Nicholas Nickleby on stage
We have become accustomed to a feast of Senior Plays, usually two done by Scotch and one at St Catherine's with a Scotch male cast.
There is also the Middle School Play (Years 9 & 10) with Ruyton. This initial 7 & 8 play, mainly with Year 8s, was an enchanting adaptation of Charles Dickens' classic novel, Nicholas Nickleby.
This production was done in conjunction with Year 8 girls from PLC. The young actors achieved a dazzling recreation of Dickensian society. Their accents and body language showed the sure touch of director David Paul. The audience became engrossed in a story of greed and cruelty, tempered by family loyalties and a sense of decency. The main role in this battle fell to the hero, Nicholas, well played by John Crozier-Durham, as he fought the corruptions of his world. As always with Dickens' script, vice was wrapped in its own absurdity. There were fine comic performances, particularly from Fanny Squeers, played by Dimity Paul, and her Pa, the villainous Wackford Squeers, played by Anthony Kastelan. A star turn was the winsome performance of Sonja Hornung playing the abused young boy, Smike, and villainy was well-sustained by Chris Anderson as Nicholas' self-seeking uncle, Ralph Nickleby.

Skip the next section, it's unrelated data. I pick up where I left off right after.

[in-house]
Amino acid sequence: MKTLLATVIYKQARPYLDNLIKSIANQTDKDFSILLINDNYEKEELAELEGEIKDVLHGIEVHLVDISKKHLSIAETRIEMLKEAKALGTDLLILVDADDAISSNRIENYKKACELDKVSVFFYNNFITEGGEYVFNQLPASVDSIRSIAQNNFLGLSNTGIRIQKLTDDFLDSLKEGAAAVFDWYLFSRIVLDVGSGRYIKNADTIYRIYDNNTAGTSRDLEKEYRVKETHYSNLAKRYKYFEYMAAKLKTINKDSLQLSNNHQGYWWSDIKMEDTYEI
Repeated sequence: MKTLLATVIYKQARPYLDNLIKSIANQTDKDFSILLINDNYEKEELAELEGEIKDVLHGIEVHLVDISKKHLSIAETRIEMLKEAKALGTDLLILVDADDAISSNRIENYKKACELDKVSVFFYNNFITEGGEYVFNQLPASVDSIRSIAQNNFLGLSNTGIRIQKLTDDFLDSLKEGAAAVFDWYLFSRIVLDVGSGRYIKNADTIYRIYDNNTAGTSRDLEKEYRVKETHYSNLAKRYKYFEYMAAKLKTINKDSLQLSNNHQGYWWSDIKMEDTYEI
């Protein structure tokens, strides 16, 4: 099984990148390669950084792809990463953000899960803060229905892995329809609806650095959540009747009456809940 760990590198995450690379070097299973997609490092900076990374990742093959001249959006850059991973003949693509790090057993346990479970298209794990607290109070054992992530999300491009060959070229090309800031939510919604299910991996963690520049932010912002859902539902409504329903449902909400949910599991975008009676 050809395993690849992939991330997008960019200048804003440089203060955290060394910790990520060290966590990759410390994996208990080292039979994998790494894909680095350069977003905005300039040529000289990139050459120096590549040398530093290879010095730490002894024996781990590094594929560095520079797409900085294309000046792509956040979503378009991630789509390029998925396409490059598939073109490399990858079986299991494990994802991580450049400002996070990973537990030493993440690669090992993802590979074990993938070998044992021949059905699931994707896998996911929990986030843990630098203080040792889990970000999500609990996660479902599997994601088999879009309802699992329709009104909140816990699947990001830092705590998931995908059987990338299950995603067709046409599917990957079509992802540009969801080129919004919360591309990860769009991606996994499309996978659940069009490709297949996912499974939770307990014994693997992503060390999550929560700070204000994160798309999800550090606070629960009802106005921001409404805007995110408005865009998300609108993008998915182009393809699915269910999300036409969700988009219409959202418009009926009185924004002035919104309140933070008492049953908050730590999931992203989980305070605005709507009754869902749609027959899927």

Costumes, devised (and in many instances created) by Veida Paul were finely detailed. The makeup was effective, as was the live music to link the scenes: cello and oboe played by Rebecca Proietto.
The cast members clearly enjoyed themselves as they moved confidently through their performances. They wowed the audience, which was packed out on each of the three nights.
Scotch is fortunate to have staff members, not only talented and experienced in theatrical production, but also generous of their personal time, to give young students the opportunity to stretch out to such exuberant and stylish activity.
Mrs Patricia Holdaway